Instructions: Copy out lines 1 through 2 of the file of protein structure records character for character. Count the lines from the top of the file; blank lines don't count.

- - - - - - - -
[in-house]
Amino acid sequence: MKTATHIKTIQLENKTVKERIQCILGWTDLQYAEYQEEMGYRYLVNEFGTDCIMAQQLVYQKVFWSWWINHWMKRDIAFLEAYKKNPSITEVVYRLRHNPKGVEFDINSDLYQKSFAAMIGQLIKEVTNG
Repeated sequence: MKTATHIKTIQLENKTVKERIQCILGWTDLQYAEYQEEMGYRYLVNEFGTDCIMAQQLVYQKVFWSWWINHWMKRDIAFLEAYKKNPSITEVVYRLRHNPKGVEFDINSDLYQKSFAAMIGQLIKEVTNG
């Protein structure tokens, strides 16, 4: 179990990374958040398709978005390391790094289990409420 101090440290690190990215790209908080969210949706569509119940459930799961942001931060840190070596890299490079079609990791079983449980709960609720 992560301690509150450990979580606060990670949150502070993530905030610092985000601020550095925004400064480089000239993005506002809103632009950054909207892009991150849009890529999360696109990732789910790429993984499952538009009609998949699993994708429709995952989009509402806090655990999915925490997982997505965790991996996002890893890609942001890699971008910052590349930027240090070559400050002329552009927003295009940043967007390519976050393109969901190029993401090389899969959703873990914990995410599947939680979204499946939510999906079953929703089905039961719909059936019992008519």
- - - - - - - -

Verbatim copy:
[in-house]
Amino acid sequence: MKTATHIKTIQLENKTVKERIQCILGWTDLQYAEYQEEMGYRYLVNEFGTDCIMAQQLVYQKVFWSWWINHWMKRDIAFLEAYKKNPSITEVVYRLRHNPKGVEFDINSDLYQKSFAAMIGQLIKEVTNG